Presentation on theme: "Fifth Meeting Linguistic Varieties and Multilingual Nations."— Presentation transcript:
Fifth Meeting Linguistic Varieties and Multilingual Nations
Linguistic Varieties Vernacular Language Standard Language Lingua Franca Pidgin and Creole
Standard Language One which is written and has undergone some degree of regularisation or codification (e.g: in grammar, vocabulary,etc) Recognised as a prestigious variety or code by a comunity. Used for H functions alongside with a diversity of L varieties
Vernacular languages Refers to a language which has not been standardized and which does not have official status. An uncodified or unstandardized veriety It is acquired in the home as a first variety It is used for a relatively circumscribed function
Lingua Franca A language used for communication between people whose first laanguages differ. (An Indonesian and a Japanese communicate in English) In multilingual communities, lingua franca may eventually displace the vernacular. (Padangnese and Sundanese communicate in bahasa Indonesia). Lingua francas often develop initially as trade languages
Pidgin Pidgin develops as a means of communication between people who do not have a common language. Pidgin has no native speakers. When one group speaks a prestigious language, the prestige language tends to supply more of the vocabulary while vernacular language have more influence on the grammar of the developing pidgin. Pidgin is a variety of a language (e.g: english which is developed for some practical purposes such as trading among people who did not know each other’s language.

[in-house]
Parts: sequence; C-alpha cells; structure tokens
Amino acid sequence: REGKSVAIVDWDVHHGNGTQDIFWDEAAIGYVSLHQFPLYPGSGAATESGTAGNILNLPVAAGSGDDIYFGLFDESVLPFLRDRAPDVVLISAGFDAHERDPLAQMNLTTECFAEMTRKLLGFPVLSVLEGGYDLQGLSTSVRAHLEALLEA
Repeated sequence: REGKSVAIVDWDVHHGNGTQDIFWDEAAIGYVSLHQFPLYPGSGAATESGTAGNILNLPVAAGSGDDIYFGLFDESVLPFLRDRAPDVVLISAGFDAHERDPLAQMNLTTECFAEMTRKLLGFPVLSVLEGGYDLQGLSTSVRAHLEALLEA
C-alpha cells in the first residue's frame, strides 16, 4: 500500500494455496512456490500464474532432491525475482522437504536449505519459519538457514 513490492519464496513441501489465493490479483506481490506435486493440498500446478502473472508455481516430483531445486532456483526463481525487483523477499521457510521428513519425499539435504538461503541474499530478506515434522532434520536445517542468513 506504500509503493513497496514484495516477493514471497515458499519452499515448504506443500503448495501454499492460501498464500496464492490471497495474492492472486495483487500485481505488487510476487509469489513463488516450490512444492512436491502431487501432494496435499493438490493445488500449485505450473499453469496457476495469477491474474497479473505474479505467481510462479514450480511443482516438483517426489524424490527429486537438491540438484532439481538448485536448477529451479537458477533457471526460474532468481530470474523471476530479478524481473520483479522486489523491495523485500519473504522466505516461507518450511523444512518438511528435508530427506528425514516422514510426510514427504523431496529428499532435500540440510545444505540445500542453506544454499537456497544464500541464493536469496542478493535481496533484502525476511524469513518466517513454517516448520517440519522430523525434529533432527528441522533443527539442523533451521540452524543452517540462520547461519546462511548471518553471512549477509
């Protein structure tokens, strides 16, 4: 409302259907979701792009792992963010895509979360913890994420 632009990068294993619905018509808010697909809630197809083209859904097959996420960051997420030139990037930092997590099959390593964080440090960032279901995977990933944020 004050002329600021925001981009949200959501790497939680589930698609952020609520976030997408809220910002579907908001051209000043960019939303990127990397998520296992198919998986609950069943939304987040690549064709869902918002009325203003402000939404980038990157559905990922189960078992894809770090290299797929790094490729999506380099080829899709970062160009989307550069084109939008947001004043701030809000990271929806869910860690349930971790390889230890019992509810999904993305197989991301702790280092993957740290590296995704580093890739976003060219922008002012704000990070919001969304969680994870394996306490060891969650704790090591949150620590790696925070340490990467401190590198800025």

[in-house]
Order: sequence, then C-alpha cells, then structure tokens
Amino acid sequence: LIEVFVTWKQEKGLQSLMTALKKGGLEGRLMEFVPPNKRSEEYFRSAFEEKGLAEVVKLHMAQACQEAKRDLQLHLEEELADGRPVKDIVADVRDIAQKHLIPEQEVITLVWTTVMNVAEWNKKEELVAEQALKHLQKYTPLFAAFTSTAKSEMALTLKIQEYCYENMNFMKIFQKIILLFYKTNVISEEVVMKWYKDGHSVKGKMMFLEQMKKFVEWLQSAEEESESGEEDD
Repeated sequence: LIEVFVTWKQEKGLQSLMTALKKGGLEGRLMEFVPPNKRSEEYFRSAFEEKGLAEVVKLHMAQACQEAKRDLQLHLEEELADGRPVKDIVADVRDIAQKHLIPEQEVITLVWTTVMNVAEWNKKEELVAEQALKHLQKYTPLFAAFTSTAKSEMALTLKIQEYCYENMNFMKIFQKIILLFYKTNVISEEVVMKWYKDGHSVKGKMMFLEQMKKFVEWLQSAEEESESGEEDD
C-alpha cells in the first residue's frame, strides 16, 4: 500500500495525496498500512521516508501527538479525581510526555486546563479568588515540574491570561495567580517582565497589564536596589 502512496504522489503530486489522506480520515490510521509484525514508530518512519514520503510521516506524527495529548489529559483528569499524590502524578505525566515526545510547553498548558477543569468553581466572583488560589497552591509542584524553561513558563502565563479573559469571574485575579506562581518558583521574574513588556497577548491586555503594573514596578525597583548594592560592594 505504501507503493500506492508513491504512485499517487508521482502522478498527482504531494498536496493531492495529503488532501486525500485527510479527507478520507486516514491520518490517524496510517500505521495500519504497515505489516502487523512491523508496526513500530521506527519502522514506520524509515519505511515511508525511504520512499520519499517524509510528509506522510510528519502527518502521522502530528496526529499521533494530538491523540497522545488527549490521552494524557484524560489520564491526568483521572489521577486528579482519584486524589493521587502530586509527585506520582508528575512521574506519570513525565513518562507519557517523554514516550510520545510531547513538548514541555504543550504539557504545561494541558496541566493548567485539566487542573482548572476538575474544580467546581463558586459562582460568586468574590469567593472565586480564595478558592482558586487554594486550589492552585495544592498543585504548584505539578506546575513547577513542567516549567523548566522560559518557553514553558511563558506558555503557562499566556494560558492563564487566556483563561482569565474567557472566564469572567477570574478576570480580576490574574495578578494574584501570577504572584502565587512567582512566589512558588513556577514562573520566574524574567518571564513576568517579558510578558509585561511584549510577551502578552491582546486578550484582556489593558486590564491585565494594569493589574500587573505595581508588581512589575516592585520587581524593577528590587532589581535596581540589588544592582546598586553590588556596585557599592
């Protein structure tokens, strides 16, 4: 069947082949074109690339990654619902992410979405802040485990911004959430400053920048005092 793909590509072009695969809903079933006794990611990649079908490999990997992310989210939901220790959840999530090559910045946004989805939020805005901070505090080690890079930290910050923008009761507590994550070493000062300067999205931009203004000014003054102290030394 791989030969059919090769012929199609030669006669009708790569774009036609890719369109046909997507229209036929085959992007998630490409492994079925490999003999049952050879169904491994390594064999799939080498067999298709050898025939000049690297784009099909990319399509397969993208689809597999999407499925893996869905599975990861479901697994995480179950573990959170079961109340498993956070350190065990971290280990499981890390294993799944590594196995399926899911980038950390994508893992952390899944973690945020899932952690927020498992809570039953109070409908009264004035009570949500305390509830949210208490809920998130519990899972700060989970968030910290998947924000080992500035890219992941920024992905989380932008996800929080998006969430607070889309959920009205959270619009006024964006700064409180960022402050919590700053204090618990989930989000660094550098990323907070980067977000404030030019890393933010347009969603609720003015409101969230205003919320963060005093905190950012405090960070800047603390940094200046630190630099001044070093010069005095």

The Characteristics of Pidgin It is used in restricted domains and functions It has a simplified structure compared to the source language. It generally has low prestige and attracts negative attitudes – especially from outsiders. It has no native speakers.
Interesting features of Papua New Guinea Pidgin Bipo tru ingat – before, ingat haus – house Wanpela – one, fellow dispela – this fellow Liklik (little) bus - bush Nem – name wok - work Bilong - belong katim - cutting Taim – time palawut – fire wood Mama – papa (mother and father) ol – old. Retpela hat – red riding hood
Can you work out the pattern and fill in the gaps? Tok Pisin English gras grass gras grass mausgras moustache mausgras moustache gras bilong fes beard gras bilong fes beard gras bilong hed gras bilong hed gras antap long ai gras antap long ai gras nogut weed gras nogut weed
pisin bird pisin bird gras bilong pisin gras bilong pisin gras bilong pusi gras bilong pusi han hand han hand han bilong pisin han bilong pisin
Creole When pidgin develops beyond its role as a trade language and becomes the first language of a social community, it is called creole. Creole has native speakers A creole is a pidgin which has acquired native speakers.
Example of creole Tok Pisin English Tok Pisin English Bik big, large bikim to enlarge, make large Brait wide braitim to make wide, widen Daun low daunim to lower Nogut bad nogutim to spoil, damage Pret afraid pretim to frighten, scare Doti dirty dotim The use of suffix –im to form verb is similar to the use of suffix –en in English e.g: black – blacken; wide – widen; soft - soften
e.g of Australian Roper River Creole a.Im megim ginu he makes a canoe b.Im bin megim ginu he made a canoe c.Im megimbad ginu he is making a canoe d.Im bin mengimbad ginu he was making a canoe There are tenses in this creole just like the one in English and there are also verb forms like English V1, V-ing, V2. Pidgin may gradually become creole (but not always)
From Pidgin to Creole Pidgin is the result of two different languages used by two groups of people to communicate, automatically the vocabulary comes from both groups and as it is formed as the need for immediate communication,thus the rules are not well arranged. The language which supplies most of the vocabulary is known as the lexifier (superstrate) while the language which influence the grammatical structure are called the substrate.